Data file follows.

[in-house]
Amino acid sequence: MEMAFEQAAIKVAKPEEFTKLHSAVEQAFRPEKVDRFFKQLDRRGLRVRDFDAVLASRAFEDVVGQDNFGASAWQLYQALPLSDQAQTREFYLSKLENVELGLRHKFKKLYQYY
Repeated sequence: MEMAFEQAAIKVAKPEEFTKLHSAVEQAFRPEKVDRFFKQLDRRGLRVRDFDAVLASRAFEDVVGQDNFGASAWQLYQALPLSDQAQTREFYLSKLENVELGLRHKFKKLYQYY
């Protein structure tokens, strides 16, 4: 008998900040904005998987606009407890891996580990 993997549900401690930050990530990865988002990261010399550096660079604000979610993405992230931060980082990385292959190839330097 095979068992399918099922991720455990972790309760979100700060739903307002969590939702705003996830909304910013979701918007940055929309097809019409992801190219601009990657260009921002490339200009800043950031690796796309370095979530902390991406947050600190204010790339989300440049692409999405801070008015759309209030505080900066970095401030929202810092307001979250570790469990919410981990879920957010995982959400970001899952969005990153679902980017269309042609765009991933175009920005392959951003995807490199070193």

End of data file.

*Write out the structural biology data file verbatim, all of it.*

[in-house]
Amino acid sequence: MEMAFEQAAIKVAKPEEFTKLHSAVEQAFRPEKVDRFFKQLDRRGLRVRDFDAVLASRAFEDVVGQDNFGASAWQLYQALPLSDQAQTREFYLSKLENVELGLRHKFKKLYQYY
Repeated sequence: MEMAFEQAAIKVAKPEEFTKLHSAVEQAFRPEKVDRFFKQLDRRGLRVRDFDAVLASRAFEDVVGQDNFGASAWQLYQALPLSDQAQTREFYLSKLENVELGLRHKFKKLYQYY
């Protein structure tokens, strides 16, 4: 008998900040904005998987606009407890891996580990 993997549900401690930050990530990865988002990261010399550096660079604000979610993405992230931060980082990385292959190839330097 095979068992399918099922991720455990972790309760979100700060739903307002969590939702705003996830909304910013979701918007940055929309097809019409992801190219601009990657260009921002490339200009800043950031690796796309370095979530902390991406947050600190204010790339989300440049692409999405801070008015759309209030505080900066970095401030929202810092307001979250570790469990919410981990879920957010995982959400970001899952969005990153679902980017269309042609765009991933175009920005392959951003995807490199070193």